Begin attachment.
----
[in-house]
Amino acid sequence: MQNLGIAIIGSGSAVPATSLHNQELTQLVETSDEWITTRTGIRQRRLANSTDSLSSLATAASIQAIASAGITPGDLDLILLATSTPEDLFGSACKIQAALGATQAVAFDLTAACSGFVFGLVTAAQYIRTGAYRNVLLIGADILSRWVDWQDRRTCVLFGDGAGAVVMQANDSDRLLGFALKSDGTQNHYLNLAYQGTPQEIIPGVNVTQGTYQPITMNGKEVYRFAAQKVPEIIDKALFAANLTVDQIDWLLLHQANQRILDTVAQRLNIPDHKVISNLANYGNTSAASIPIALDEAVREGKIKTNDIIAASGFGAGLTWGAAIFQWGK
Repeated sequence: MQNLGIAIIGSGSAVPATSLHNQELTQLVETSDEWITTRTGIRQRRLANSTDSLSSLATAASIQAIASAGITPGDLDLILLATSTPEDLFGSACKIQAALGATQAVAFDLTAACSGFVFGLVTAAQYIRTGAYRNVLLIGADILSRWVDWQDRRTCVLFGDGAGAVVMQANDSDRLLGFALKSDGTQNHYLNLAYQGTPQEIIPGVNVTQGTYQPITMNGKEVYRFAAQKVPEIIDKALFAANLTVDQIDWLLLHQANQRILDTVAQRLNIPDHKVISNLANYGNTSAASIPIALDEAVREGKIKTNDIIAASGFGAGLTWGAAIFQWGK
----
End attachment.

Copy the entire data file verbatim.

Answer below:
[in-house]
Amino acid sequence: MQNLGIAIIGSGSAVPATSLHNQELTQLVETSDEWITTRTGIRQRRLANSTDSLSSLATAASIQAIASAGITPGDLDLILLATSTPEDLFGSACKIQAALGATQAVAFDLTAACSGFVFGLVTAAQYIRTGAYRNVLLIGADILSRWVDWQDRRTCVLFGDGAGAVVMQANDSDRLLGFALKSDGTQNHYLNLAYQGTPQEIIPGVNVTQGTYQPITMNGKEVYRFAAQKVPEIIDKALFAANLTVDQIDWLLLHQANQRILDTVAQRLNIPDHKVISNLANYGNTSAASIPIALDEAVREGKIKTNDIIAASGFGAGLTWGAAIFQWGK
Repeated sequence: MQNLGIAIIGSGSAVPATSLHNQELTQLVETSDEWITTRTGIRQRRLANSTDSLSSLATAASIQAIASAGITPGDLDLILLATSTPEDLFGSACKIQAALGATQAVAFDLTAACSGFVFGLVTAAQYIRTGAYRNVLLIGADILSRWVDWQDRRTCVLFGDGAGAVVMQANDSDRLLGFALKSDGTQNHYLNLAYQGTPQEIIPGVNVTQGTYQPITMNGKEVYRFAAQKVPEIIDKALFAANLTVDQIDWLLLHQANQRILDTVAQRLNIPDHKVISNLANYGNTSAASIPIALDEAVREGKIKTNDIIAASGFGAGLTWGAAIFQWGK